10 Rules of the Kitchen for Outdoor Camping

10 Rules of the Kitchen for Outdoor CampingThe 10 rules of the kitchen for outdoor camping revolve around being practical, safe and environmentally friendly. Remember that a full stomach greatly enhances the enjoyment of the outdoors, and making mistakes in the mess can really make the entire camping trip fall flat. Fortunately, there are 10 simple things you can do to plan for a nearly picture-perfect camping kitchen.

Plan for the Outing

Write out the meal plan for breakfast, lunch and dinner for each day at camp. Do not rely on catching fish, trapping wildlife, or collecting berries. Instead, bring enough food to sustain everyone in your party for three-squares a day, plus snacks.

Pack Light

Invest in a set of good camping cookware. Usually include nesting pots and pans that are lightweight and durable.

Pre-measure all Ingredients

Before setting out for the camping trip, measure out all loose ingredients such as coffee, spices, powered milk and oatmeal. Follow the meal plan, to figure out how much you will need.

Pre-pack Ingredients

After measuring out the ingredients, seal them in Ziploc bags. Group the bags according to meal, and pack them in larger see-through plastic bags. This makes camp cooking a snap, and all you have to is reach inside the chuck box to take out the appropriate bag. Double-bagging also will help discourage foraging wildlife from visiting the campsite.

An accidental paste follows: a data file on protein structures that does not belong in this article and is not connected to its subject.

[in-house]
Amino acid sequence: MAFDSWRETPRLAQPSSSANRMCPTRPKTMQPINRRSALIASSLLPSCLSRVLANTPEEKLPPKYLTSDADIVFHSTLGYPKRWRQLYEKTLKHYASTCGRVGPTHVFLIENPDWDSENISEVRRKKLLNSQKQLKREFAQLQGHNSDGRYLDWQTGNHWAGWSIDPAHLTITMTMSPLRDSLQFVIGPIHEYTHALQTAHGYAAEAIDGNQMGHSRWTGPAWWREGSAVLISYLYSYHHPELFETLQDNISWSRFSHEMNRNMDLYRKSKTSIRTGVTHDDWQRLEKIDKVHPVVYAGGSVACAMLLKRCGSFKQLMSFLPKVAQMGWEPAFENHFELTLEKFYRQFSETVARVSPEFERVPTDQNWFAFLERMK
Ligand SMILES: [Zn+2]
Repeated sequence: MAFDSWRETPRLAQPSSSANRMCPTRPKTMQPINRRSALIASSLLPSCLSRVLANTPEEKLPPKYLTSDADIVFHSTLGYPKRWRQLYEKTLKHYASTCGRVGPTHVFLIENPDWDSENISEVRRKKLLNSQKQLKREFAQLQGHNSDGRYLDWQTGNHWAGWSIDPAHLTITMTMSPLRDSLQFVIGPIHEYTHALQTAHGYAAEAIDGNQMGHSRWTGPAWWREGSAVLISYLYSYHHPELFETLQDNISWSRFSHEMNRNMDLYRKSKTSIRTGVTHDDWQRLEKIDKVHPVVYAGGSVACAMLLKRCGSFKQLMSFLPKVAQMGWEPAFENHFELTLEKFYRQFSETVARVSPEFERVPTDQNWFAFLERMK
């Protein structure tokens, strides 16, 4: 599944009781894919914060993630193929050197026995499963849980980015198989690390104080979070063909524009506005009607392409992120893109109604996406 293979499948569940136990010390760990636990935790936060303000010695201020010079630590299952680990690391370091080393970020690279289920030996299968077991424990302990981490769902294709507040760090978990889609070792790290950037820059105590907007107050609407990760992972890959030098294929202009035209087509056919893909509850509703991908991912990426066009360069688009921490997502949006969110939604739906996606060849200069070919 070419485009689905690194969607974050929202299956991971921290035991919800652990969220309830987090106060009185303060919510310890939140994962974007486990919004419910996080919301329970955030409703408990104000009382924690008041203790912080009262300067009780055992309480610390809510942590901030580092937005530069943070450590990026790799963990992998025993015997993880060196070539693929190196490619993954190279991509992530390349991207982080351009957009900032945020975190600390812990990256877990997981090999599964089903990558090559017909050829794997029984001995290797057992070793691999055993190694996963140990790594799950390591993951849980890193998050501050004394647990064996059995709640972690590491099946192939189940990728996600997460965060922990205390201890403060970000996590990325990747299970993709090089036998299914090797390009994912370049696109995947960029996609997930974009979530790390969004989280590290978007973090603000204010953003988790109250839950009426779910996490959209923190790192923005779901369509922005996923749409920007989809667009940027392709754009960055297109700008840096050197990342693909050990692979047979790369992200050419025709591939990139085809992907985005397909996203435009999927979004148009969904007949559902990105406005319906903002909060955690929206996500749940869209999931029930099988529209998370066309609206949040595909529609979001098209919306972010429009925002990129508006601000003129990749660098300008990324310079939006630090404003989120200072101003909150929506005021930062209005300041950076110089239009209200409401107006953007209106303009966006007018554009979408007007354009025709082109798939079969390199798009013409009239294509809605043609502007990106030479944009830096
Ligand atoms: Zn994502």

Hardware: Bring One and One to Spare

Bring an extra canister of camping stove fuel, or an extra pack of matches and additional kindling. If you don't need it, other campers may.

Set Up a Camp Kitchen Area

Cook food away from the tents. The No, 1 rule for survival when camping in bear country is to keep food and food-related items---and their scents---as far away from the tents as possible. Even if you don't see a bear around, there is a good chance that one may come sniffing around during the night. If the camp kitchen is located far enough from the tents, the animal should not bother you.

Food Storage

Store food in a locked cooler, or hang it high in a tree. Leaving it accessible may be more convenient for you, but it also tends to attract wildlife. Even if the encounters are not dangerous, they could put a serious dent in the food left for the remainder of the camping trip.

Food Waste Disposal

Never dispose of food waste simply by dumping it into a river or lake. Instead, place it into the Ziploc bags for dry ingredients, or place it in the trash receptacles provided at the campground.

Cooking Equipment Hygiene

Never wash dishes with detergent in a stream or lake. Pour a small amount of water into a shallow pan, and add a few drops of detergent. Rinse the dishes in another shallow pan of water. Wipe the dishes dry with a rag. Use the wash-up water to extinguish the campfire.

Cook Fire Safety

Never leave a cook fire or camping stove unsupervised. It is possible for a leaf to catch fire and start a forest fire. Moreover, during gusty winds fires can get out of control rather quickly. If you are working with a wood fire, keep a bucket of water or a fire extinguisher nearby at all times.


Article Written By Sylvia Cochran

Based in the Los Angeles area, Sylvia Cochran is a seasoned freelance writer focusing on home and garden, travel and parenting articles. Her work has appeared in "Families Online Magazine" and assorted print and Internet publications.

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